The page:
content marketing demands nurturing

Quieting your instincts to desire immediate gratification is no easy feat. But, understanding what content marketing is at its core is a crucial step. It’s not about waiting anxiously for results, it’s about nurturing a relationship. Content marketing is about being a consistent source of value in a persons’ life. Doesn’t everyone deserve that?

How To Structure A Content Marketing Team

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winning content team

Creating and promoting useful, unique content is something everyone is doing, and in this case, your mother would tell you it’s OK to follow the crowd with this one. And so do we.

Approximately 91% of B2B marketers and 86% of B2C marketers implement content marketing, and if you’re not already a part of one of those percentages, you need to be. Why? Well for starters, content marketing costs 62% less than traditional marketing and produces nearly 3 times as many leads.

In order for your content marketing efforts to be successful, you need to structure a content marketing team. Your content marketing team provides numerous benefits for your brand, including:

  • Driving awareness
  • Educating prospects
  • Building credibility and earning trust with potential clients
  • Generating leads
  • Nurturing leads
  • Increasing direct sales

Now you know what your content marketing team’s responsibilities are and why this team is needed, it’s time to learn what team members are necessary and how you’re going to structure your team.

Content Marketing Team Players

Most content marketing teams are smaller. Roughly 41% are only made up of 2-5 people. But the size of your team all depends on how big your company is and how big your budget is. You also should sit down and set goals and strategies before you start hiring people. This helps you create a framework for your content marketing team, and once that framework is set, you can move on to compiling your team players together.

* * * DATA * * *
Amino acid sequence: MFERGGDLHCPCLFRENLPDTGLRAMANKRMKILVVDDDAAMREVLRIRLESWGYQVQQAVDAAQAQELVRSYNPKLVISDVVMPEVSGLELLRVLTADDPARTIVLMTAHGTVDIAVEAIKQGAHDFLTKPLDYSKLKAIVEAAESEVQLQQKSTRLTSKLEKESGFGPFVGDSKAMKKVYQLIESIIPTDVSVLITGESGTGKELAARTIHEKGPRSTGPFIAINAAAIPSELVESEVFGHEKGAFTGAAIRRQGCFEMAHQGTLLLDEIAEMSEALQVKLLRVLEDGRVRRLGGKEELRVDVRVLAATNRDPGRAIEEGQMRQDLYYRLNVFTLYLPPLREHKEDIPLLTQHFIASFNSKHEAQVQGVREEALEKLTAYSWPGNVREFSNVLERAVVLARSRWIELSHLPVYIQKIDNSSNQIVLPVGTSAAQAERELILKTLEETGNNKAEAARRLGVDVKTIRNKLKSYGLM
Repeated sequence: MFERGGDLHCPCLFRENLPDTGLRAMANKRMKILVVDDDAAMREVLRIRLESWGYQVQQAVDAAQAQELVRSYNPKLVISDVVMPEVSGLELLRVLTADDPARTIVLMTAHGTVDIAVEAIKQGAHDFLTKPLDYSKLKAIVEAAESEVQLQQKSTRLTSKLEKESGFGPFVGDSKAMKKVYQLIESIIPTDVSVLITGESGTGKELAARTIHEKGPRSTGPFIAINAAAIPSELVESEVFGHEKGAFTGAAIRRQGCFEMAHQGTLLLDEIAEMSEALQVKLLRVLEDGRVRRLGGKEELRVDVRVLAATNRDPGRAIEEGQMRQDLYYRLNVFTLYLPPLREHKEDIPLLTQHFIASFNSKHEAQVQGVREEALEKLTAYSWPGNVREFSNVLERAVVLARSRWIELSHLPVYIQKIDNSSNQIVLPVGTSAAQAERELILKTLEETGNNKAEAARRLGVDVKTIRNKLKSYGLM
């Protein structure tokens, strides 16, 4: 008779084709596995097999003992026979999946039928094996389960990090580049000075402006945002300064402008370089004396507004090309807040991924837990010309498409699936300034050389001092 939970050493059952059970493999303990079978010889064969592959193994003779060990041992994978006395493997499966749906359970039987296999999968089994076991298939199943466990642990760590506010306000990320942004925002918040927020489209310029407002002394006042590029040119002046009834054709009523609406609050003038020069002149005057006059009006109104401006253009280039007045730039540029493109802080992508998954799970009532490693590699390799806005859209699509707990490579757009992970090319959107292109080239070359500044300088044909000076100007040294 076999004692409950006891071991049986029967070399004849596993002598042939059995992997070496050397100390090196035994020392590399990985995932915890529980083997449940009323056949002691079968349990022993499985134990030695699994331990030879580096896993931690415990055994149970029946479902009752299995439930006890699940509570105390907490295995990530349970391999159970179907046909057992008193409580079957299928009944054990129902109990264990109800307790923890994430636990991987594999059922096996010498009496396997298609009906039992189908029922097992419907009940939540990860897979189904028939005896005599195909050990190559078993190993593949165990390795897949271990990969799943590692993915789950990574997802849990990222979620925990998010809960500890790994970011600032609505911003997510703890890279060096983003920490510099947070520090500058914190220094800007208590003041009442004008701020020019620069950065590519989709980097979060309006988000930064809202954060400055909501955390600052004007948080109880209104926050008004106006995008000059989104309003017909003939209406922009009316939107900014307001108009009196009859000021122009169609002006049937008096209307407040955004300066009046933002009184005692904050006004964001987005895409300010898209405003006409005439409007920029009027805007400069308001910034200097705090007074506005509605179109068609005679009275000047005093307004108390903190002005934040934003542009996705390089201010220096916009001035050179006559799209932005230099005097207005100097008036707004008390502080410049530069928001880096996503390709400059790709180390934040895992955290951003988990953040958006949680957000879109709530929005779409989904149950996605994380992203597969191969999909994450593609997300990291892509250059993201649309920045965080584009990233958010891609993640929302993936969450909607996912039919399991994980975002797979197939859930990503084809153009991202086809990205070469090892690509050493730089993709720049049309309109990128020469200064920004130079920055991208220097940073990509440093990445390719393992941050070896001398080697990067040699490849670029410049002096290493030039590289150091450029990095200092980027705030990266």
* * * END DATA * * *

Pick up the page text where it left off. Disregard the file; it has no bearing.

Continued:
Team Lead

Every team needs a captain, a team leader. He or she is the person leading your content marketing strategy. All content and processes should flow through the team lead, who needs to be involved with the steps and every team member. According to Joe Pulizzi, who holds this role at CMI, the responsibilities of the team lead — or chief storyteller as he titles them — involve:

  • Managing content
  • Approving designs
  • Getting web, print and event resources
  • Budgeting projects
  • Negotiating contracts
  • Developing audiences
  • Researching and measuring content results

The team lead should do all he or she can to ensure the content marketing team’s goals are executed.

Managing Editor

Next in line is the managing editor. Your team’s manager is second in command and plays a crucial role within the team. This role oversees the editorial calendar, scheduling, assigning the content creators tasks, making sure content is captivating and consistent and maintaining your brand’s voice. A managing editor needs to know the mechanics of publishing content online, how to manage all the content and sometimes must add images to written content pieces. You should hire someone who has a strong background in journalism or English.

Content Creators

Content creators are exactly what their name says they are. They’re the ones actually creating the content that gets sent to the managing editor for review. A content creator could be a writer, a designer or a videographer. They could even be all three. Depending on size, budget, workload and types of content you wish to create, you may only need one content creator, or you may need three or four or more. Many companies have in-house content creators, but some also outsource to freelancers. There are pros and cons to each, so just make sure you choose whatever option works best with your brand and its goals.